Written with the same passion and cinematic scope as the first book in the series, ‘Slaves of the Mastery’ picks up the story of siblings Kestrel and Bowman five years on from the closing chapter of ‘The Wind Singer’. The city of Aramanth has become a kinder place, but in becoming kinder it has also become weaker, making it the perfect target for the ruthless soldiers of the Mastery. After a swift and brutal battle that leaves the city burned and the Manth people destined for slavery, Kestrel finds herself alone, angry and bitterly sworn to wreak her own revenge. But first she must find her beloved brother Bowman, and he in turn must find a way of understanding the secrets of the mysterious Singer people. Only then can the pair begin to strike out against the Mastery and begin a voyage that will bring the Manth people back to their former stature.(Goodreads)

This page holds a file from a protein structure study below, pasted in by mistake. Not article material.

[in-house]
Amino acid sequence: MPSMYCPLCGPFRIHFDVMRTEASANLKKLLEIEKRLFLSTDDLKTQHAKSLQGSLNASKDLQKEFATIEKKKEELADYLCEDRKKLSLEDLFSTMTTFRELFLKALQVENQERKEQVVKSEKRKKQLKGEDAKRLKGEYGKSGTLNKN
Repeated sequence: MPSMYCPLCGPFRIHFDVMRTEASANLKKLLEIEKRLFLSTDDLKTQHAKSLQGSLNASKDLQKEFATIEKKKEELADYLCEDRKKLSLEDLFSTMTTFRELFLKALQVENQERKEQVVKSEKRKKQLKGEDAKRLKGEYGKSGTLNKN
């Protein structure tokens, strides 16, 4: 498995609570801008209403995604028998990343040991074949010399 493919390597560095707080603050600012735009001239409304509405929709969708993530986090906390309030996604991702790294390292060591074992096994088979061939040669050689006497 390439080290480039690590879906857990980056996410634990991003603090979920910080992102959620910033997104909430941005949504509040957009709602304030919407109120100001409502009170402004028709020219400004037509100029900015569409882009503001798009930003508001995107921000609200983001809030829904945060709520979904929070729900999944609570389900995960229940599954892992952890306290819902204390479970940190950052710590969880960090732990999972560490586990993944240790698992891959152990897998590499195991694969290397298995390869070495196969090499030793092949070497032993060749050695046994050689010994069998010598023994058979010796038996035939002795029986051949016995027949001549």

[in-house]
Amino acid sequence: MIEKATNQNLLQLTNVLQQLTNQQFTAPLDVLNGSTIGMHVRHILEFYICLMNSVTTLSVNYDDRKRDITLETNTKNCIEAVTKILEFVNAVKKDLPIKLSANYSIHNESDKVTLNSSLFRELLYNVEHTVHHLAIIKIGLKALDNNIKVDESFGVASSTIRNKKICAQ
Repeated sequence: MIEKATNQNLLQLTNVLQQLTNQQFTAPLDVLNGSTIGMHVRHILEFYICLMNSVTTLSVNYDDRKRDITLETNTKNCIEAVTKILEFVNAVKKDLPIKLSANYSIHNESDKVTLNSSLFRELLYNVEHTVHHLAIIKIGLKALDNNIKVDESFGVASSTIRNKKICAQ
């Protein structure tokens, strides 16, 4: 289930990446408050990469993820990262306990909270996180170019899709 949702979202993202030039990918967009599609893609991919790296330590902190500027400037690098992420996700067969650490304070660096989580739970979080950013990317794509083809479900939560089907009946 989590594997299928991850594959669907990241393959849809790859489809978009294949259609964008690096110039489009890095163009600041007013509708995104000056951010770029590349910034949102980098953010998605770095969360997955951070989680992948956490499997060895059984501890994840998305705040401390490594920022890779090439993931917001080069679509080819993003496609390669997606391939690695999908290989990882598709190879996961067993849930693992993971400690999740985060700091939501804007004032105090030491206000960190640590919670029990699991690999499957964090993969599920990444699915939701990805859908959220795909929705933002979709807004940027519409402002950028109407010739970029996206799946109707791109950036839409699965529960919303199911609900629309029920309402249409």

I definitely preferred the second book to the first. It was just so much more exciting; introducing new and fantastic characters plus new destinations in Nicholson’s world which have the most beautiful settings.
It is a horrific story in places where it is written realistically but this only made me want to read on.
I thought this was a wonderful sequel to The Wind Singer as it focused on a wider amount of characters who were written in with no holes to their characterisations.